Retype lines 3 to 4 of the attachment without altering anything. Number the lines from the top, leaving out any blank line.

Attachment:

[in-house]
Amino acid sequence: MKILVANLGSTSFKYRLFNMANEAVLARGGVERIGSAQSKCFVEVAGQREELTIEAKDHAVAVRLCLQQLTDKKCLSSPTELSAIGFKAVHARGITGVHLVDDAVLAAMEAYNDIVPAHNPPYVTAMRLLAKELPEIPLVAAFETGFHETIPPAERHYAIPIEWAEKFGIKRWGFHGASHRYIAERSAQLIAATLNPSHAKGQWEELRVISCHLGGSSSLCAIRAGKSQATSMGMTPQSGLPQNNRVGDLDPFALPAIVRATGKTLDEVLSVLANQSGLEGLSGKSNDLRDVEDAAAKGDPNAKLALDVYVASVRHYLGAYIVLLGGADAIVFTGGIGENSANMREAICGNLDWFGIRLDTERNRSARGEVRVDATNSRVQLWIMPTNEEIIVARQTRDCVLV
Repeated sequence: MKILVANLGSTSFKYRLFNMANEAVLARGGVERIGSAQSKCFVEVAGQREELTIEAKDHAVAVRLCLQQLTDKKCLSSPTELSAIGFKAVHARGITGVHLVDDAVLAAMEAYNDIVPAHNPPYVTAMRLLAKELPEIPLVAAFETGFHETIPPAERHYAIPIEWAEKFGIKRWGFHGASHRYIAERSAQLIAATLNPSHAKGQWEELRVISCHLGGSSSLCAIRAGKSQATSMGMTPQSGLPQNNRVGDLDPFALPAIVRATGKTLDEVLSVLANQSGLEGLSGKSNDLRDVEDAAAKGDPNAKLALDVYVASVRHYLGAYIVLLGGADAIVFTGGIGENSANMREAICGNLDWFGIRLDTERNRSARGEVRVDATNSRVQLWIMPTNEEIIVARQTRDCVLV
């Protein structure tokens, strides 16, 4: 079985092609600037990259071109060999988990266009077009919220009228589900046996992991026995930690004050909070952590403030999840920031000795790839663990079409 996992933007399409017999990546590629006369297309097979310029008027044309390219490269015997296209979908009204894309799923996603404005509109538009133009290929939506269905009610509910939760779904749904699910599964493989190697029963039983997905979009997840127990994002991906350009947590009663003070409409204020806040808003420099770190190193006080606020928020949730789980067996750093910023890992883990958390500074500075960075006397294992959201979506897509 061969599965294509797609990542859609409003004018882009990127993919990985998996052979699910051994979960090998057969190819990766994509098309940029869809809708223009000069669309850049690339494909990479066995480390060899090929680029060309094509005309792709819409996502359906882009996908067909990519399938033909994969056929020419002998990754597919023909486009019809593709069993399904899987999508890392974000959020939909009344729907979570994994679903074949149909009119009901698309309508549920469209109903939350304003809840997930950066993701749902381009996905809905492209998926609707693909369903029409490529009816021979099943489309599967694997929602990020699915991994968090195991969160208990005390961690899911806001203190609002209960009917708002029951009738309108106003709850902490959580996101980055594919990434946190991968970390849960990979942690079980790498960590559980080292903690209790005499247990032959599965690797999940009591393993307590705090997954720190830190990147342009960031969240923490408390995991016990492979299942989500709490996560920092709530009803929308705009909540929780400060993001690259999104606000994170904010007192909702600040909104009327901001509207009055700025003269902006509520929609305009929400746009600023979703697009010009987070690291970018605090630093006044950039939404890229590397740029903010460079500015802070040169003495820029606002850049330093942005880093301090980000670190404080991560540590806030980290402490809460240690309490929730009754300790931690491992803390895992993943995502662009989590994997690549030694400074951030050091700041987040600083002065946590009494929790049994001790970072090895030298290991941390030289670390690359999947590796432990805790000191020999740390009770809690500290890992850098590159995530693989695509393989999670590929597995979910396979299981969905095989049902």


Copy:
Repeated sequence: MKILVANLGSTSFKYRLFNMANEAVLARGGVERIGSAQSKCFVEVAGQREELTIEAKDHAVAVRLCLQQLTDKKCLSSPTELSAIGFKAVHARGITGVHLVDDAVLAAMEAYNDIVPAHNPPYVTAMRLLAKELPEIPLVAAFETGFHETIPPAERHYAIPIEWAEKFGIKRWGFHGASHRYIAERSAQLIAATLNPSHAKGQWEELRVISCHLGGSSSLCAIRAGKSQATSMGMTPQSGLPQNNRVGDLDPFALPAIVRATGKTLDEVLSVLANQSGLEGLSGKSNDLRDVEDAAAKGDPNAKLALDVYVASVRHYLGAYIVLLGGADAIVFTGGIGENSANMREAICGNLDWFGIRLDTERNRSARGEVRVDATNSRVQLWIMPTNEEIIVARQTRDCVLV
């Protein structure tokens, strides 16, 4: 079985092609600037990259071109060999988990266009077009919220009228589900046996992991026995930690004050909070952590403030999840920031000795790839663990079409 996992933007399409017999990546590629006369297309097979310029008027044309390219490269015997296209979908009204894309799923996603404005509109538009133009290929939506269905009610509910939760779904749904699910599964493989190697029963039983997905979009997840127990994002991906350009947590009663003070409409204020806040808003420099770190190193006080606020928020949730789980067996750093910023890992883990958390500074500075960075006397294992959201979506897509 061969599965294509797609990542859609409003004018882009990127993919990985998996052979699910051994979960090998057969190819990766994509098309940029869809809708223009000069669309850049690339494909990479066995480390060899090929680029060309094509005309792709819409996502359906882009996908067909990519399938033909994969056929020419002998990754597919023909486009019809593709069993399904899987999508890392974000959020939909009344729907979570994994679903074949149909009119009901698309309508549920469209109903939350304003809840997930950066993701749902381009996905809905492209998926609707693909369903029409490529009816021979099943489309599967694997929602990020699915991994968090195991969160208990005390961690899911806001203190609002209960009917708002029951009738309108106003709850902490959580996101980055594919990434946190991968970390849960990979942690079980790498960590559980080292903690209790005499247990032959599965690797999940009591393993307590705090997954720190830190990147342009960031969240923490408390995991016990492979299942989500709490996560920092709530009803929308705009909540929780400060993001690259999104606000994170904010007192909702600040909104009327901001509207009055700025003269902006509520929609305009929400746009600023979703697009010009987070690291970018605090630093006044950039939404890229590397740029903010460079500015802070040169003495820029606002850049330093942005880093301090980000670190404080991560540590806030980290402490809460240690309490929730009754300790931690491992803390895992993943995502662009989590994997690549030694400074951030050091700041987040600083002065946590009494929790049994001790970072090895030298290991941390030289670390690359999947590796432990805790000191020999740390009770809690500290890992850098590159995530693989695509393989999670590929597995979910396979299981969905095989049902």